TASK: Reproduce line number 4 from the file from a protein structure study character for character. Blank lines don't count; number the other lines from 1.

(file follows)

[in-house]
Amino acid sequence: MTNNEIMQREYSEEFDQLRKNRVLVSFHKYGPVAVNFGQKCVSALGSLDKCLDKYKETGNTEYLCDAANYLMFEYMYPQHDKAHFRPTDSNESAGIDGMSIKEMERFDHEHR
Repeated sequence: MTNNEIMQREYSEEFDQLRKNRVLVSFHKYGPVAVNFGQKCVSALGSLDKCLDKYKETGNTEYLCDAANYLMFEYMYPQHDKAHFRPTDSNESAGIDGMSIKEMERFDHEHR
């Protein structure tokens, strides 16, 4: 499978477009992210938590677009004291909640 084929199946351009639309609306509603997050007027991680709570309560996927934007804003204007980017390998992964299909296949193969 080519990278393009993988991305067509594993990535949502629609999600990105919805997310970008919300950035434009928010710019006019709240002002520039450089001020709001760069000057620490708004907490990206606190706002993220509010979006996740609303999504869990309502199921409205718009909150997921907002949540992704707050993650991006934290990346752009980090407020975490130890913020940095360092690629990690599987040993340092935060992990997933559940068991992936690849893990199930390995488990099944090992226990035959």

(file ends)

């Protein structure tokens, strides 16, 4: 499978477009992210938590677009004291909640 084929199946351009639309609306509603997050007027991680709570309560996927934007804003204007980017390998992964299909296949193969 080519990278393009993988991305067509594993990535949502629609999600990105919805997310970008919300950035434009928010710019006019709240002002520039450089001020709001760069000057620490708004907490990206606190706002993220509010979006996740609303999504869990309502199921409205718009909150997921907002949540992704707050993650991006934290990346752009980090407020975490130890913020940095360092690629990690599987040993340092935060992990997933559940068991992936690849893990199930390995488990099944090992226990035959």